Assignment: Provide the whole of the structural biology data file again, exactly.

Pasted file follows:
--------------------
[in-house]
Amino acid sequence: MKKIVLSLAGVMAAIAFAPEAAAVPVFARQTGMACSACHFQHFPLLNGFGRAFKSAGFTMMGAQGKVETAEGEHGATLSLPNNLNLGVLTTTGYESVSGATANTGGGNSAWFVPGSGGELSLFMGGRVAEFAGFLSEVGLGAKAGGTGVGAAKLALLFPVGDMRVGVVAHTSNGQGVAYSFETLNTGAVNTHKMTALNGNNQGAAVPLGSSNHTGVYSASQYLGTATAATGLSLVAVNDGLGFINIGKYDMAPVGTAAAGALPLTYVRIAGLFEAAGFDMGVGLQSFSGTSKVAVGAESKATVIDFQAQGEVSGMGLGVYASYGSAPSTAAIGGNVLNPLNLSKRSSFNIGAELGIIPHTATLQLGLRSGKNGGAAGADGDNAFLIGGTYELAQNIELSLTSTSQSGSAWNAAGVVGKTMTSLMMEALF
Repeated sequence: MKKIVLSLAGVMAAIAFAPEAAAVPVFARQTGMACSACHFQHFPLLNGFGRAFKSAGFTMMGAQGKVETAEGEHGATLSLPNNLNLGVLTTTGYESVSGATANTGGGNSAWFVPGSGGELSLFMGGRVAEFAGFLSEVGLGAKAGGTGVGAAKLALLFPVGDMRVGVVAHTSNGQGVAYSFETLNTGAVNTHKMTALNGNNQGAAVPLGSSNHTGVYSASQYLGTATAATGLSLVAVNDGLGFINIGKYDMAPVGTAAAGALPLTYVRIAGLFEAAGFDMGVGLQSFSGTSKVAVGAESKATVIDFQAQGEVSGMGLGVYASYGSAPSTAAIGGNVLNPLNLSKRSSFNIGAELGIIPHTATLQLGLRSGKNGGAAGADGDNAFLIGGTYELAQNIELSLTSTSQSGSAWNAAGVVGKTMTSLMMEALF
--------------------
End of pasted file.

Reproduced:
[in-house]
Amino acid sequence: MKKIVLSLAGVMAAIAFAPEAAAVPVFARQTGMACSACHFQHFPLLNGFGRAFKSAGFTMMGAQGKVETAEGEHGATLSLPNNLNLGVLTTTGYESVSGATANTGGGNSAWFVPGSGGELSLFMGGRVAEFAGFLSEVGLGAKAGGTGVGAAKLALLFPVGDMRVGVVAHTSNGQGVAYSFETLNTGAVNTHKMTALNGNNQGAAVPLGSSNHTGVYSASQYLGTATAATGLSLVAVNDGLGFINIGKYDMAPVGTAAAGALPLTYVRIAGLFEAAGFDMGVGLQSFSGTSKVAVGAESKATVIDFQAQGEVSGMGLGVYASYGSAPSTAAIGGNVLNPLNLSKRSSFNIGAELGIIPHTATLQLGLRSGKNGGAAGADGDNAFLIGGTYELAQNIELSLTSTSQSGSAWNAAGVVGKTMTSLMMEALF
Repeated sequence: MKKIVLSLAGVMAAIAFAPEAAAVPVFARQTGMACSACHFQHFPLLNGFGRAFKSAGFTMMGAQGKVETAEGEHGATLSLPNNLNLGVLTTTGYESVSGATANTGGGNSAWFVPGSGGELSLFMGGRVAEFAGFLSEVGLGAKAGGTGVGAAKLALLFPVGDMRVGVVAHTSNGQGVAYSFETLNTGAVNTHKMTALNGNNQGAAVPLGSSNHTGVYSASQYLGTATAATGLSLVAVNDGLGFINIGKYDMAPVGTAAAGALPLTYVRIAGLFEAAGFDMGVGLQSFSGTSKVAVGAESKATVIDFQAQGEVSGMGLGVYASYGSAPSTAAIGGNVLNPLNLSKRSSFNIGAELGIIPHTATLQLGLRSGKNGGAAGADGDNAFLIGGTYELAQNIELSLTSTSQSGSAWNAAGVVGKTMTSLMMEALF